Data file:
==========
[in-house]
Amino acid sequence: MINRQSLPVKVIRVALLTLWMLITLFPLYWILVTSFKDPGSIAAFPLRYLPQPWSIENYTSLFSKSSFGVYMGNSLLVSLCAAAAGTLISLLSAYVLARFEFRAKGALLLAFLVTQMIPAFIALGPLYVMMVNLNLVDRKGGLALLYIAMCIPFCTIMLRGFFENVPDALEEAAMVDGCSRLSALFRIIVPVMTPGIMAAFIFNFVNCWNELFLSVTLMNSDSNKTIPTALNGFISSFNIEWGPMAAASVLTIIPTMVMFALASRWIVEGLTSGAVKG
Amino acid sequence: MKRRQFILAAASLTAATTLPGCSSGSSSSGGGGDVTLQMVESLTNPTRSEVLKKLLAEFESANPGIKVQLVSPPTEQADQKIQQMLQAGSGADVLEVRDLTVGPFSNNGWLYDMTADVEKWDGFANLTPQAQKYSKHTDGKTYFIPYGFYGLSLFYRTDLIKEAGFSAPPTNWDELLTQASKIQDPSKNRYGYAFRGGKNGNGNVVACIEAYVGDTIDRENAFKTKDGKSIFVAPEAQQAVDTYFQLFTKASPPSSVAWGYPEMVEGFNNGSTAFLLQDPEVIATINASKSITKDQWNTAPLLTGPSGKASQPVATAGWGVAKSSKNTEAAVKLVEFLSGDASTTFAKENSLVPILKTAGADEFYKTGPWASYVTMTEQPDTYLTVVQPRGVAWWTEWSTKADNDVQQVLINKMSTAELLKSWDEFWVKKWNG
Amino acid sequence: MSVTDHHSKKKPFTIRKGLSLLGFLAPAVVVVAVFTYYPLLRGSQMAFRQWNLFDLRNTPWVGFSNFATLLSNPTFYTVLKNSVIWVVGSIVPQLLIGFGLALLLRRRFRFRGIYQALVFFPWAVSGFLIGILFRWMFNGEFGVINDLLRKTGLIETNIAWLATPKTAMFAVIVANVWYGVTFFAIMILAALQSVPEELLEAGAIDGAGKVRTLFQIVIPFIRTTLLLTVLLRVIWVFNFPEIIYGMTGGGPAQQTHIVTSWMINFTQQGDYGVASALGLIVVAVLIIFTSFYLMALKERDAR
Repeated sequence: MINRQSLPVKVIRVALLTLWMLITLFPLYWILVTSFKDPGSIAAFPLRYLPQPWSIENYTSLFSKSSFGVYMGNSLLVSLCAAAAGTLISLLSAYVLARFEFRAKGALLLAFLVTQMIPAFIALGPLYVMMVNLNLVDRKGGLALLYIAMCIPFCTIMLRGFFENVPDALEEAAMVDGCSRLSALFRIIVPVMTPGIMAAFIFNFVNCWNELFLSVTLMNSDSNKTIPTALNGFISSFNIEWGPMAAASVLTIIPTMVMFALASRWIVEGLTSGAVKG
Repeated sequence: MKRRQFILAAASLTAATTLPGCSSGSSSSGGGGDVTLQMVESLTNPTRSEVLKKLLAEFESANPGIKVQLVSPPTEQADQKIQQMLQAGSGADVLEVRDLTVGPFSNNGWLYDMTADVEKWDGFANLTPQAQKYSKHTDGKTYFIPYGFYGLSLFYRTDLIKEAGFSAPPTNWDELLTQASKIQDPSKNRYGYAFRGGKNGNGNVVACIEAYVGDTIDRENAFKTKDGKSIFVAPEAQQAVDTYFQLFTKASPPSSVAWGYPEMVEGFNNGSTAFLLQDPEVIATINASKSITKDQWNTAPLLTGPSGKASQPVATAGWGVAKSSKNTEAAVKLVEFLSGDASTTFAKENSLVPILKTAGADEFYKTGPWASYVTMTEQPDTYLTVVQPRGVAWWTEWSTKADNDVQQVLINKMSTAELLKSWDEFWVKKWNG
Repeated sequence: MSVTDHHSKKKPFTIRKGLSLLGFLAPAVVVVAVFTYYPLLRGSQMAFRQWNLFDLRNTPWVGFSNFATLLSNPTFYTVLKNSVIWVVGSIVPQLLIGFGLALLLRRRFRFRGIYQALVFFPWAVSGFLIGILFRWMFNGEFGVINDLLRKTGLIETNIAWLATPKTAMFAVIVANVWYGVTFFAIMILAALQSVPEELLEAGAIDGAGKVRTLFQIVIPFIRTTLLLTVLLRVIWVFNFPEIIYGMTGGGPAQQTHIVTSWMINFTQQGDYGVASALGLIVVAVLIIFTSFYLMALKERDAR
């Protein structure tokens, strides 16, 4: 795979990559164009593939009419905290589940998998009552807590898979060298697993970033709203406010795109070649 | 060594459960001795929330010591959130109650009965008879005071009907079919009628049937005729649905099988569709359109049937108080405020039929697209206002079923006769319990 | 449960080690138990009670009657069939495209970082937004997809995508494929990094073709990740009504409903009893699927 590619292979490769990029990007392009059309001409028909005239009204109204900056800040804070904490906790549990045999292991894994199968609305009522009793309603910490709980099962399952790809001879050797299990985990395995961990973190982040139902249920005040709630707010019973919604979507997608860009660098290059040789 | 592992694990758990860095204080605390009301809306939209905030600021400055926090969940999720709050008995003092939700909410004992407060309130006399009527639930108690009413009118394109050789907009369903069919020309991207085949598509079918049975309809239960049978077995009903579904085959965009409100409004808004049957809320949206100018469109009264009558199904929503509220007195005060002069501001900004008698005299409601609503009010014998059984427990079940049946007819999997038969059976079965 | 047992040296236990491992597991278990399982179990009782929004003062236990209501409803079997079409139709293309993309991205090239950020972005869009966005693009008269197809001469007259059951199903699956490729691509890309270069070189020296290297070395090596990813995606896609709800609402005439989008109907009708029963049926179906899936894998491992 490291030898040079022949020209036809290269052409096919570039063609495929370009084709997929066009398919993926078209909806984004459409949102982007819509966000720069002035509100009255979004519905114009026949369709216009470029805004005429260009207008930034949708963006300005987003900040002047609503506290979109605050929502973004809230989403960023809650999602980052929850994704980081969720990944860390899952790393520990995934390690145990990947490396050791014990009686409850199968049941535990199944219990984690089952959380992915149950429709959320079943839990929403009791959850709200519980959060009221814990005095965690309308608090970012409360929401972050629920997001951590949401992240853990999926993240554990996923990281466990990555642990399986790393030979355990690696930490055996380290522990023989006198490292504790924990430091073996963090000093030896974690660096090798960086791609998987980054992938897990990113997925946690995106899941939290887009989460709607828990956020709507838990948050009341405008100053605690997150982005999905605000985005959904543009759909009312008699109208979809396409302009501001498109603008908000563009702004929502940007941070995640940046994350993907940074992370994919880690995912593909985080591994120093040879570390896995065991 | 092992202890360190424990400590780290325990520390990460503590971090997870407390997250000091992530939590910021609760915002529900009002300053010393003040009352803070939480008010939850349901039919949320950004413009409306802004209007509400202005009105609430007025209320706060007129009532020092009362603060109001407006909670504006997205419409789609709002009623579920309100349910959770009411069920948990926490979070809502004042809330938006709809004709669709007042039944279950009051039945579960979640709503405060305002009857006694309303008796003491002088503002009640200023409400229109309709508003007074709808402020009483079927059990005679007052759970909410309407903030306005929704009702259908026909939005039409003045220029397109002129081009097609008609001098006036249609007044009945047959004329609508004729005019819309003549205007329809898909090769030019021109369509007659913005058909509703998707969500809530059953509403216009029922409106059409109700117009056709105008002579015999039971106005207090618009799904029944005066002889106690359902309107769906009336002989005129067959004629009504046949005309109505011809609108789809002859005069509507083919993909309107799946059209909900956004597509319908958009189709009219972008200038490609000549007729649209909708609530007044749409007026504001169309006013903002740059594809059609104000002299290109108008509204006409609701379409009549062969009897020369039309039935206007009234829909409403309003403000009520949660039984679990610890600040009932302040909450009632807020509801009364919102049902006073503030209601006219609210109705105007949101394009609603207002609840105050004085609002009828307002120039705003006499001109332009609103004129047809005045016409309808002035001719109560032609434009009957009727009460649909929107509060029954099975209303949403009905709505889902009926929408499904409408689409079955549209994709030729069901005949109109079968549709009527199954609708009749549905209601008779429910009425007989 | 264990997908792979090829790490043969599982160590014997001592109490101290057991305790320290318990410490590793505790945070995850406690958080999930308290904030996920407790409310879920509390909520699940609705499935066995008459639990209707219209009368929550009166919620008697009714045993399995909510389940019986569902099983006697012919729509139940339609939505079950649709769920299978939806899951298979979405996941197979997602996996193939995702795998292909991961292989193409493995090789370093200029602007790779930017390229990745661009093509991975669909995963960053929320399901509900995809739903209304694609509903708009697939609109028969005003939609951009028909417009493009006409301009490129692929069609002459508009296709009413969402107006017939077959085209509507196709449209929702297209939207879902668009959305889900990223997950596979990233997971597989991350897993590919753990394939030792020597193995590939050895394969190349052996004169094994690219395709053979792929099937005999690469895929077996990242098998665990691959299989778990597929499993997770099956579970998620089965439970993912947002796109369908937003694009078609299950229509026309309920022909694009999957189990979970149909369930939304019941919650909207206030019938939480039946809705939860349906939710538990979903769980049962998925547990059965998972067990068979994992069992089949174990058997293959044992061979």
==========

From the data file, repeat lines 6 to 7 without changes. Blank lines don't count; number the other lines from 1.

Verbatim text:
Repeated sequence: MKRRQFILAAASLTAATTLPGCSSGSSSSGGGGDVTLQMVESLTNPTRSEVLKKLLAEFESANPGIKVQLVSPPTEQADQKIQQMLQAGSGADVLEVRDLTVGPFSNNGWLYDMTADVEKWDGFANLTPQAQKYSKHTDGKTYFIPYGFYGLSLFYRTDLIKEAGFSAPPTNWDELLTQASKIQDPSKNRYGYAFRGGKNGNGNVVACIEAYVGDTIDRENAFKTKDGKSIFVAPEAQQAVDTYFQLFTKASPPSSVAWGYPEMVEGFNNGSTAFLLQDPEVIATINASKSITKDQWNTAPLLTGPSGKASQPVATAGWGVAKSSKNTEAAVKLVEFLSGDASTTFAKENSLVPILKTAGADEFYKTGPWASYVTMTEQPDTYLTVVQPRGVAWWTEWSTKADNDVQQVLINKMSTAELLKSWDEFWVKKWNG
Repeated sequence: MSVTDHHSKKKPFTIRKGLSLLGFLAPAVVVVAVFTYYPLLRGSQMAFRQWNLFDLRNTPWVGFSNFATLLSNPTFYTVLKNSVIWVVGSIVPQLLIGFGLALLLRRRFRFRGIYQALVFFPWAVSGFLIGILFRWMFNGEFGVINDLLRKTGLIETNIAWLATPKTAMFAVIVANVWYGVTFFAIMILAALQSVPEELLEAGAIDGAGKVRTLFQIVIPFIRTTLLLTVLLRVIWVFNFPEIIYGMTGGGPAQQTHIVTSWMINFTQQGDYGVASALGLIVVAVLIIFTSFYLMALKERDAR